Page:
Sunday, October 21, 2007
This is a ‘feel-good’ story about finding one’s identity, one’s place in the world and true love. Charming and memorable and full of gentle lessons about life, it struck me as quite profound at times.
When the book begins the heroine, Nina, is in a bad way. Traumatized by the death of her best friend and stuck in a job that she hates in order to please her ambitious Indian parents, she also has to face the possibility of an arranged marriage. Nina is a lawyer who really wants to be a painter. Visiting a Guru who abuses her and losing her job after a big fight makes things much worse.
She agrees to go out with the future husband her parents have found and pretends that she has kept her job. An endearing character, it is easy to feel sorry for Nina!
But things begin to turn around when she goes to her favourite artist, Matisse’s exhibition at the Tate, and she meets a fellow artist, a friendly and genuine Australian girl, Gina. Gina’s friendship with Nina doesn’t begin well even after Gina suddenly tells Nina her favourite quote: “There are always flowers for those who want to see them,” by Matisse.
But they soon find that they have many things in common and Gina lends Nina her studio so that she can paint.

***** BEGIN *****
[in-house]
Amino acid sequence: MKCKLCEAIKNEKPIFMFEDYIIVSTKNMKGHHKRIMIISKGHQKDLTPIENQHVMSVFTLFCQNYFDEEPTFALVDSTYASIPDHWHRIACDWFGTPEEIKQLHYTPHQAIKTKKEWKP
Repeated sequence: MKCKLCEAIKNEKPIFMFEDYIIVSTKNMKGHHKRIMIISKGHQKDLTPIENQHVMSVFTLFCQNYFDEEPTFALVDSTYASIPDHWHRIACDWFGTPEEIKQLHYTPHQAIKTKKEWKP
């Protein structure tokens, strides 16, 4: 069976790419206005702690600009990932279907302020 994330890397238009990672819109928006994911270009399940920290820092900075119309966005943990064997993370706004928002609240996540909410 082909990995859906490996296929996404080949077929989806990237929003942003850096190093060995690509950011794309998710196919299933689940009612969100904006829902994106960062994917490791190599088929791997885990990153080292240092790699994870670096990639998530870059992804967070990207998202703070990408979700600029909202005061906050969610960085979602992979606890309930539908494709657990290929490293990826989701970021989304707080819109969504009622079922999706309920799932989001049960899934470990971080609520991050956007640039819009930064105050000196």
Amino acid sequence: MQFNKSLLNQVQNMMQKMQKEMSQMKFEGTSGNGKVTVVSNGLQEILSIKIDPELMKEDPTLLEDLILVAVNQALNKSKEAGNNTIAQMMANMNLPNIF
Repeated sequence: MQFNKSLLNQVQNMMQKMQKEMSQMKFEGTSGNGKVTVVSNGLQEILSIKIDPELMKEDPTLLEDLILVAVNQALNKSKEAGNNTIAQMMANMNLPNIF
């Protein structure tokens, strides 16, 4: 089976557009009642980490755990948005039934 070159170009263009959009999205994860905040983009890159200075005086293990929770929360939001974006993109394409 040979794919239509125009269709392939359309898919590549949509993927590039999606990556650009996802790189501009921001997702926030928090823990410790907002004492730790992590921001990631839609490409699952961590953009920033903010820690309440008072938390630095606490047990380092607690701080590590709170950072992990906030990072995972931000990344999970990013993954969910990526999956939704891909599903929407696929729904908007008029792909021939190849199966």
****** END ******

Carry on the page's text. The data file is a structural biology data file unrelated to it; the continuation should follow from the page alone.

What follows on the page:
Nina gets into even more of a mess when she secretly paints, doesn’t tell her parents or fiancé about the loss of her job, and pretends that she is an agent for Foruki, her pseudonym! When she becomes attracted to a new man, Michael, she has even more choices to make!
This is largely an autobiographical novel which probably makes it even better. Preethi Nair had such a hard time selling her first book, Gypsy Marsala, to publishers that after nine rejections, she decided to self-publish. She decided to have an alias as well and this helped because she could pretend that her pseudonym was the woman that she wanted to be.
I enjoyed this book and loved the quotation so I will definitely be reading more of Preethi Nair’s novels! You can hear her story here: Preethi Nair